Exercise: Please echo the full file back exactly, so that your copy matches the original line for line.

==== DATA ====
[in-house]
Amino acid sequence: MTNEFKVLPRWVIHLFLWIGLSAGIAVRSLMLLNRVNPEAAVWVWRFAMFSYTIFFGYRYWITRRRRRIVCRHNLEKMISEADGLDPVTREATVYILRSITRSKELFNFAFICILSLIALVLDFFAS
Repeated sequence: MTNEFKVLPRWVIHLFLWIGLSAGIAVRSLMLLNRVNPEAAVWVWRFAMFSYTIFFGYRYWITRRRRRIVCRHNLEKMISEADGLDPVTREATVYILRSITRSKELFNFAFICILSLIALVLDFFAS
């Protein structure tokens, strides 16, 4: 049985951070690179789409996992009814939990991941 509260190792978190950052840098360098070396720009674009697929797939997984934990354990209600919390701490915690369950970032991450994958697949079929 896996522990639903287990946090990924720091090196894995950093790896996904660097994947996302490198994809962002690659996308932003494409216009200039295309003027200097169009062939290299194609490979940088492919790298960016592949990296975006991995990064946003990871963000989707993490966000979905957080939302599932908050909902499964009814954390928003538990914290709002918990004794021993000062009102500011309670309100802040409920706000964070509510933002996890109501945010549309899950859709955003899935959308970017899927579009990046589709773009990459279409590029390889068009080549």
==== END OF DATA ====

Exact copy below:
[in-house]
Amino acid sequence: MTNEFKVLPRWVIHLFLWIGLSAGIAVRSLMLLNRVNPEAAVWVWRFAMFSYTIFFGYRYWITRRRRRIVCRHNLEKMISEADGLDPVTREATVYILRSITRSKELFNFAFICILSLIALVLDFFAS
Repeated sequence: MTNEFKVLPRWVIHLFLWIGLSAGIAVRSLMLLNRVNPEAAVWVWRFAMFSYTIFFGYRYWITRRRRRIVCRHNLEKMISEADGLDPVTREATVYILRSITRSKELFNFAFICILSLIALVLDFFAS
């Protein structure tokens, strides 16, 4: 049985951070690179789409996992009814939990991941 509260190792978190950052840098360098070396720009674009697929797939997984934990354990209600919390701490915690369950970032991450994958697949079929 896996522990639903287990946090990924720091090196894995950093790896996904660097994947996302490198994809962002690659996308932003494409216009200039295309003027200097169009062939290299194609490979940088492919790298960016592949990296975006991995990064946003990871963000989707993490966000979905957080939302599932908050909902499964009814954390928003538990914290709002918990004794021993000062009102500011309670309100802040409920706000964070509510933002996890109501945010549309899950859709955003899935959308970017899927579009990046589709773009990459279409590029390889068009080549």